I taught tuition during army and did extra duty for some extra side income, but spent quite a bit on my gf.

Exited army with about $10k. I came from the era where the monthly pay for a CPL is $560.

Musicwhiz said...

Yes, "upgraded" from HUDC to Condo. Problem was they were waiting for prices to fall back in 1994-1995 period. In the end, was too impatient cos prices kept rising, and so bought close to the peak in 1995. We all know what happened. Prices went downhill until now just starting to pick up again.

Problem is, the loan is still there! Sucks.


Anonymous said...

Hi LP,

My Dad is a saver, mum is a spender within her means.

The virtue of saving was inculcated by dad, we had our uob heavy bulky bronze cow and pig to put our coins. haha.. I always prefer those from other banks.

Same environment, bro is spendthrift and I am thrifty. He saves small percentage of his income. I spend small percentage of my income.

I used to get 50 cents in P5 for pocket money. I asked for a raise when sis also received 50 cents & she was P3. Mum gave me 5 cents more :) I was delighted but sis mocked me till this day. hahaha.. it was huge saving. I remember feeling very rich when I saved $1.4 out of the 5 cents increase.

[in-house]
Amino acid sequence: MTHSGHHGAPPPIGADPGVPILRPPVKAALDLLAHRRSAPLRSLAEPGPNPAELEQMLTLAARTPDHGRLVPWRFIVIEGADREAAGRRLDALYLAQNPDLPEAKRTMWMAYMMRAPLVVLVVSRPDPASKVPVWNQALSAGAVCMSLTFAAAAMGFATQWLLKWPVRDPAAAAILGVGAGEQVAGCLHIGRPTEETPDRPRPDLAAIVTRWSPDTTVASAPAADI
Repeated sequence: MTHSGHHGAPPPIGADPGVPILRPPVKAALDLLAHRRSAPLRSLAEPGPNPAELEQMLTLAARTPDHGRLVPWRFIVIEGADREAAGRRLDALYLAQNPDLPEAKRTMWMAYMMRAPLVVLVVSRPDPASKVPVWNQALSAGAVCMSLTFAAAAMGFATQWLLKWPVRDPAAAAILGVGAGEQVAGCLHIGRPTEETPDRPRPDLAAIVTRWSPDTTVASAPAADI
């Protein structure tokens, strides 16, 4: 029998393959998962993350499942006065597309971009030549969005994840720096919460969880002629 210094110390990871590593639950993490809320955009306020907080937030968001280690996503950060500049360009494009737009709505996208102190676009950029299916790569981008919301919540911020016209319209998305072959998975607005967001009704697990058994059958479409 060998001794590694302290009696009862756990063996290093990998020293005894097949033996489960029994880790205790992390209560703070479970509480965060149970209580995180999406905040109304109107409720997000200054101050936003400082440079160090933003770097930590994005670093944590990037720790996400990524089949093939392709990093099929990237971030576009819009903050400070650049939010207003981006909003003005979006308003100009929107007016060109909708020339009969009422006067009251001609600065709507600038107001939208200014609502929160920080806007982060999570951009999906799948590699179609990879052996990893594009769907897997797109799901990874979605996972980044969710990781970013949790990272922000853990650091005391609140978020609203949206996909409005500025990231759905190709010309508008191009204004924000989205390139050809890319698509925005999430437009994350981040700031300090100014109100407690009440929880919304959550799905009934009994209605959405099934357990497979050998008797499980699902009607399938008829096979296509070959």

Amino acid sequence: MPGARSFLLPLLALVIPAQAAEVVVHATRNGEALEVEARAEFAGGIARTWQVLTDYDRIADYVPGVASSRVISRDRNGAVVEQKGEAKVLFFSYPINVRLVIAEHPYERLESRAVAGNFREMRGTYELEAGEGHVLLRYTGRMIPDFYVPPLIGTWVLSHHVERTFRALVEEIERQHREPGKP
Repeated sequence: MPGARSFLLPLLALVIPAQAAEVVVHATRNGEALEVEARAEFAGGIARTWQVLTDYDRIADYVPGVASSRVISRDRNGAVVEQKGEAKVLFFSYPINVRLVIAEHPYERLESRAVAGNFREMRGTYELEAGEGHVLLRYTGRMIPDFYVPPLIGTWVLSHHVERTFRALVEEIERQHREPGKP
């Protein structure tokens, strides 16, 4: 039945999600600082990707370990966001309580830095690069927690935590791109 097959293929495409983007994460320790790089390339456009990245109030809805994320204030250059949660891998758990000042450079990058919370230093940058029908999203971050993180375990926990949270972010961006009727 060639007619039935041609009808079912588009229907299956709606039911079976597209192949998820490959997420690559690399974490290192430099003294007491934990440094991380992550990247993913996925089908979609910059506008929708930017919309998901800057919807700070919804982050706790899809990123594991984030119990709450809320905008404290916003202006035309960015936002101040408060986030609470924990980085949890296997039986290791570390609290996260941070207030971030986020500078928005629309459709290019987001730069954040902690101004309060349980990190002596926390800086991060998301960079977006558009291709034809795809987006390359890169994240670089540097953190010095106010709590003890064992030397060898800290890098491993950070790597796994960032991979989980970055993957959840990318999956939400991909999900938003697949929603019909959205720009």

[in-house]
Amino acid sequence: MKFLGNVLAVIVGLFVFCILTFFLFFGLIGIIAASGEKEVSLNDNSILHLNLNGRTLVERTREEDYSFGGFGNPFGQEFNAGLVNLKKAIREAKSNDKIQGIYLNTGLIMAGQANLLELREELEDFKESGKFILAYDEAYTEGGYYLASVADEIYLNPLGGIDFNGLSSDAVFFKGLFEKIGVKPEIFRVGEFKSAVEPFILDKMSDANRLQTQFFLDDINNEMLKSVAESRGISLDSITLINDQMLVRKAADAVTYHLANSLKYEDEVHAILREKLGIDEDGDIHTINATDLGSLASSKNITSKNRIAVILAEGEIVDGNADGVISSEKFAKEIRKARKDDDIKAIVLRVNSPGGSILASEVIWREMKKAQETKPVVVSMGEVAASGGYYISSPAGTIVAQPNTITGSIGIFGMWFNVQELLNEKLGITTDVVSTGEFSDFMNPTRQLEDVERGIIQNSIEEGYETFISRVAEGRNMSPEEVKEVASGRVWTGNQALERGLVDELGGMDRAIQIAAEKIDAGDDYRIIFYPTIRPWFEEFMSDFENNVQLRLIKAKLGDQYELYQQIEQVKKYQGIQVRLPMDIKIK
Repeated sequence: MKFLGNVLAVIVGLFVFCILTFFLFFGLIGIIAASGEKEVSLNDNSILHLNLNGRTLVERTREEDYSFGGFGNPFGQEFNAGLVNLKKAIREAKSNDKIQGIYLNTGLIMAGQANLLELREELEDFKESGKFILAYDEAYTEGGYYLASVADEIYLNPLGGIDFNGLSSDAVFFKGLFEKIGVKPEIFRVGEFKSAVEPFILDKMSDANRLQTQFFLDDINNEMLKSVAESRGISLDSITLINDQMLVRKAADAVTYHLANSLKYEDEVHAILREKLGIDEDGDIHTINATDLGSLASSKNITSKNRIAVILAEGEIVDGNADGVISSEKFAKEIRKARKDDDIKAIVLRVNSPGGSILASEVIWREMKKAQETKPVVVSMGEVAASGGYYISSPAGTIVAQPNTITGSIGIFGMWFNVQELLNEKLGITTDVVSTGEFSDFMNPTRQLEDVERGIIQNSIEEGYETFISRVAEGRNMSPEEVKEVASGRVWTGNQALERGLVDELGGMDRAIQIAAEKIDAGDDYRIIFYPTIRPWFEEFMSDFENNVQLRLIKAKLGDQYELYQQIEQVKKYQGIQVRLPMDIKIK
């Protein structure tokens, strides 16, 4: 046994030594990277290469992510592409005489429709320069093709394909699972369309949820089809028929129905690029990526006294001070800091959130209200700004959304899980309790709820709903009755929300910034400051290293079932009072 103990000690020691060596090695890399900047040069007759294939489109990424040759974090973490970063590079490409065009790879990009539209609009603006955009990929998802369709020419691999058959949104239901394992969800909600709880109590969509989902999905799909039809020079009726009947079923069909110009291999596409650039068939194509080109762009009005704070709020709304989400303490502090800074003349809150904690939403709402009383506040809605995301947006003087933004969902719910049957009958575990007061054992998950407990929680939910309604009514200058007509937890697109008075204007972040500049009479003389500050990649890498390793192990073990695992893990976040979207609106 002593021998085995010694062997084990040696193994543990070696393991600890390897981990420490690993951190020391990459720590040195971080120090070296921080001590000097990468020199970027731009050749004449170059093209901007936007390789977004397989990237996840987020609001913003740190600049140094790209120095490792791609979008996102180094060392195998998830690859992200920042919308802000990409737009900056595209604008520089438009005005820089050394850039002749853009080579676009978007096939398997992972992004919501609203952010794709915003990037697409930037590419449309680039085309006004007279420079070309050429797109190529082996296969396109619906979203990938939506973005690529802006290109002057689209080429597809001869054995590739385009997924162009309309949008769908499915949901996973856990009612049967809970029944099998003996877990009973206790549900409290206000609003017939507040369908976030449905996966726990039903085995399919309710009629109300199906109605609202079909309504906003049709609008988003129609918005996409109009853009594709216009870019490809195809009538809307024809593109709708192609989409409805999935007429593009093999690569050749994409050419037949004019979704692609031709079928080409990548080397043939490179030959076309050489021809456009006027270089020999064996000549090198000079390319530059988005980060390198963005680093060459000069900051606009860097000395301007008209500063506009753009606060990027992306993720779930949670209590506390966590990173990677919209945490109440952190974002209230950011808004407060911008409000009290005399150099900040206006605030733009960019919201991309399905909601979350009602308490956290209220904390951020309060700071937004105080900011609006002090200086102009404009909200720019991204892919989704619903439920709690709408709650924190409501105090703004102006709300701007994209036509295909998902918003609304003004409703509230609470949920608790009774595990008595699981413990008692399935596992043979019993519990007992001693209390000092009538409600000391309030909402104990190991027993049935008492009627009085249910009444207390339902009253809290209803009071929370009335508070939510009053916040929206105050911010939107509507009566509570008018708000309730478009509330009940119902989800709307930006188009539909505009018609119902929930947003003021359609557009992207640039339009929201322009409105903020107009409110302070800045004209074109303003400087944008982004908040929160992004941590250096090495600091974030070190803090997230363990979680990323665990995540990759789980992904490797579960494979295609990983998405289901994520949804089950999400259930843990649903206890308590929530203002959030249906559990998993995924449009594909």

Saving from tuition income after JC was good.

You are right LP, if one does not save from small income, how to expect saving from huge income? Be thankful that the same person does not de-save when income grows or live out of future income.

Its harder to save in some countries. I have friends (middle-lower income) from US and Ireland who live from hands to mouth. After paying for housing and household expenditure, they hardly have anything left. In a cold winter, the house had a big hole and they could not find $ to repair it, cold air kept coming in and freezing her. She could only repair it when she received a tax rebate that year. I read somewhere that a huge % of USA citizens do not even have a saving a/c.

Thankfully,our income are generally higher than our cost of living and we could save if we want to.


Createwealth8888 said...

Time will come when it becomes harder and harder to save as there are limits to household expenses cutting unless one want to live poorly.

So it is not wise to project too much on your future saving capability unless you don't believe in living a reasonable well balanced life style but enjoy watching at rising bank saving account.

Anonymous said...

I guess there is a time for everything :)

A time to save more and a time to save less :)

白族 has a saying "一苦,二甜,三回味"

Its easier to save when you are younger (albeit on a lower income) because you are on your own. You may enjoy the frugal lifestyle but with a family, you need to take family memebers into considerations.

Likewise a spendthrift needs to adjust the lifestyle after married.

Indeed a well balanced lifestyle is impt although each may differ in the opinion of "well-balance".

Many American are not savers but they give even when they are in debt. Doesn't sound too good for chinese, we need to take care of ourselves before taking care of others.